In interaction design, PACT (an acronym for People, Activities, Contexts, Technologies) is a structure used to analyse with whom, what and where a user interact with a user interface

Pact

A pact, from Latin pactum ("something agreed upon"), is a formal agreement. In international relations, pacts are usually between two or more sovereign states. In domestic politics, pacts are usually between two or more political parties or other organizations.

Notable international pacts include:

  • Anti-Comintern Pact between Germany and Japan (1936)
  • Auto Pact between Canada and the United States (1965)
  • Kellogg–Briand Pact, a multilateral treaty against war (1928)
  • London Pact between Italy and the Triple Entente (Great Britain, France, and Russia) (1915)
  • Molotov–Ribbentrop Pact between Germany and the Soviet Union (1939)
  • Soviet–Japanese Neutrality Pact (1941)
  • North Atlantic pact, organizing the North Atlantic Treaty Organization (1949)
  • Pact of Steel between Italy and Germany (1939)
  • Stability and Growth Pact between European Union member states about fiscal policy (1997)
  • Tripartite Pact between Italy, Germany, and Japan (1940)
  • U.S.–North Korea Agreed Framework concerning the latter country's development of nuclear power (1994)
  • Warsaw Pact of Eastern European communist countries, led by the Soviet Union (1955)
PACT (Protestant Adoption Society)

PACT is an Irish adoption organisation founded in 1952, formerly called the Protestant Adoption Society. Its main office is Arabella House in Rathfarnham is named after the philanthropist Lady Arabella Denny. PACT is an independent Irish charity providing a range of adoption services to Irish families and is officially accredited by the Irish Governments Adoption Authority of Ireland PACT run the Here2Help Crisis Pregnancy Service.

Following legislation in 1952 which set up a legal framework for Adoption in Ireland, the Protestant Adoption Society was set up in the offices of the Church of Ireland Moral Welfare Society.

PACT holds the records of closed protestant run homes such as Denny House( Magdelan Mother and Baby Home) in Leeson Street, Dublin, the Bethany Home, Rathgar, Dublin, The Nursery Rescue Society in Templeogue, Fairfield Children's Home in Sandymount, and the Protestant Adoption Society(PAS)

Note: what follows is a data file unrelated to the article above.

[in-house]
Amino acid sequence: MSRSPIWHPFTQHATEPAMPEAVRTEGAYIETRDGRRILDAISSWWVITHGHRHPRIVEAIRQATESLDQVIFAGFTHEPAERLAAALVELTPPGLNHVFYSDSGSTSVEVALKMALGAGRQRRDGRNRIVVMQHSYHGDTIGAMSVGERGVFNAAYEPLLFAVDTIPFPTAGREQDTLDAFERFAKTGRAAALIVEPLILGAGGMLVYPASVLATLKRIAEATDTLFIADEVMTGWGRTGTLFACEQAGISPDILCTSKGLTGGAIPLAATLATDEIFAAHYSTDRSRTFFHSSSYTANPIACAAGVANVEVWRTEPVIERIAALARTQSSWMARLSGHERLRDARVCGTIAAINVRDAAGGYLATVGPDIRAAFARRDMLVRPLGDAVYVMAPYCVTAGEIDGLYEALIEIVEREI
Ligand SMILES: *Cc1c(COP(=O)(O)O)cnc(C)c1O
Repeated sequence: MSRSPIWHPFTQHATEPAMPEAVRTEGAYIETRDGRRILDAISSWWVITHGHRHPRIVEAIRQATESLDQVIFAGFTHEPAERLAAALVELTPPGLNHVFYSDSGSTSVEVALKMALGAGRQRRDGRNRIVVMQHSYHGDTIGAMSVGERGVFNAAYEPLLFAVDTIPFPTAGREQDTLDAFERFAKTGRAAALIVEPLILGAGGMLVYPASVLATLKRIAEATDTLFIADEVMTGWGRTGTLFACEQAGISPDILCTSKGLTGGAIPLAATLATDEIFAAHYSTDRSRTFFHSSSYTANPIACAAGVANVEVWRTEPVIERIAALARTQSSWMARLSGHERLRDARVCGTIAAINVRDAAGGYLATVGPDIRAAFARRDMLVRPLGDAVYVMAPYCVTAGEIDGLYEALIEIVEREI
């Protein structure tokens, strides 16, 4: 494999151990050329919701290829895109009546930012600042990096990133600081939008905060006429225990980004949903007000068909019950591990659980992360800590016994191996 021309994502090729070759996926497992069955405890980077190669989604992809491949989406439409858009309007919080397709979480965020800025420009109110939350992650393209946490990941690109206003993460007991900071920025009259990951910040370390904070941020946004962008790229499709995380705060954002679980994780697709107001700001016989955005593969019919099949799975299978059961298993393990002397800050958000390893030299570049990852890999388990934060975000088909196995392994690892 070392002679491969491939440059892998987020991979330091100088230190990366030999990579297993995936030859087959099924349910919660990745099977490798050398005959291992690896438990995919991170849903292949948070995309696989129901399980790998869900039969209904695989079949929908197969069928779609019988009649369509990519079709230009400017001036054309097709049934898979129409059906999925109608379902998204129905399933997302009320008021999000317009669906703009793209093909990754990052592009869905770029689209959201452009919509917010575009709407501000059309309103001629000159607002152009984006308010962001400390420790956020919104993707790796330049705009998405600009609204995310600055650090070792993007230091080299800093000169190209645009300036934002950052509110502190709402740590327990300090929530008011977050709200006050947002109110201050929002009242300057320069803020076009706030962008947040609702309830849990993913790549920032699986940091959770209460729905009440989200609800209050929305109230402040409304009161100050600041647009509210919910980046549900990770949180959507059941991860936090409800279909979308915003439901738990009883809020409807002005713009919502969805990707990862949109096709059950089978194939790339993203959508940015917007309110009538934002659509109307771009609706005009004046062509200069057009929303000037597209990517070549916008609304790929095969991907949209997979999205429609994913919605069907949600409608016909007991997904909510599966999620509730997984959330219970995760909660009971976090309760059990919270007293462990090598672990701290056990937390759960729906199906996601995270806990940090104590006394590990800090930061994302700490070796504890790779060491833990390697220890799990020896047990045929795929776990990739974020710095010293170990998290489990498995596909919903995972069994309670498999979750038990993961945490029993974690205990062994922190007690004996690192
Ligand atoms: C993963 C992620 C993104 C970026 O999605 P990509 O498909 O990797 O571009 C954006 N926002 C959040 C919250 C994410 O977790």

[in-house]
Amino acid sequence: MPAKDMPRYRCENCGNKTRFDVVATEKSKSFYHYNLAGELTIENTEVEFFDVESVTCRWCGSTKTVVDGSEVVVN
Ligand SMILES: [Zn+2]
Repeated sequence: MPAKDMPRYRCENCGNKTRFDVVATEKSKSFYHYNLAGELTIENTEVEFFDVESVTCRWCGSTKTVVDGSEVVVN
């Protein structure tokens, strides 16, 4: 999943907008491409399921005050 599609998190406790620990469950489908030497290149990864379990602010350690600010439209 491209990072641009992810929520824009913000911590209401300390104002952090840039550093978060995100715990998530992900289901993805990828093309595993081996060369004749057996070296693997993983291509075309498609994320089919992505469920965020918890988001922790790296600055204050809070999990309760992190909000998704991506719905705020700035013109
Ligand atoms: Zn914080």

Usage examples of "pact".

On December 3 the Japanese ambassador in Rome called on the Duce and formally asked Italy to declare war on the United States, in accordance with the Tripartite Pact, as soon as the conflict with America should begin.

Every physical comportment is the immanent product of a struggle or a pact among competing demonic forces: hence the violent, yet often surprisingly delicate, ambivalence with which the body expresses heterogeneous or conflicting intentions.

Heiren custom, Bannock explained, all signatories to an important pact were supposed to prove their good intentions by showing themselves in a public place.

But then in 1958, when the pro-British monarchy was overthrown by Qasim, the new dictator pulled Iraq out of the Baghdad Pact, allied himself with the Iraqi Communist Party, and opened a new relationship with the USSR.

Not for a long time has anybody been rash enough to break the pact and overtread the bounds.

International, and Devi Prasad, WRI general secretary, had taken nonviolent direct action to Eastern Europe in September 1968, leafleting a number of capitals in protest against the Soviet and Warsaw Pact invasion of Czechoslovakia.

The prestidigitator and the audience have entered into what I term the Pact of Acquiescent Sorcery.

They must honor that pact, he told her, they must honor it even if it was frustrating, unnecessary, or outright senseless to honor it, because not to honor it would create more quaggy willy-nilliness in the world.

A land that had been thus ever since ringing legend had dwindled into mere history and the thundering rhetoric of mythical heroes had become the ranting and mewling of an interminable list of political leaders in whose wake lay, inevitably, a long tangled skein of unfulfilled promises and broken pacts and treaties.

How would that affect the vote on the reintegration with the Colonial Pact?

Mat was certain the man hated losing a chance to ingratiate himself with his High Lord Samon by learning details of a pact between Andor and Tar Valon.

But say the final part of your pact is that if he agrees to join forces for a surprise attack on Lord Sanjiro of Satsuma at a time of your choosing.

Plain did Biri open up a bit, as they were preparing to cross the border into the Pact Lands.

Find out where Caledon hid the Chronostone, collect same, dispatch him, harvest his soul, and head back to the Hadean Executive with the happy news that the plan was now in place and he was long overdue a promotion from the dreary task of being Second Minister with a special responsibility for pacts and soul harvests.

Those who believe in organizing collective security by means of military pacts against a possible aggressor are particularly fond of this word.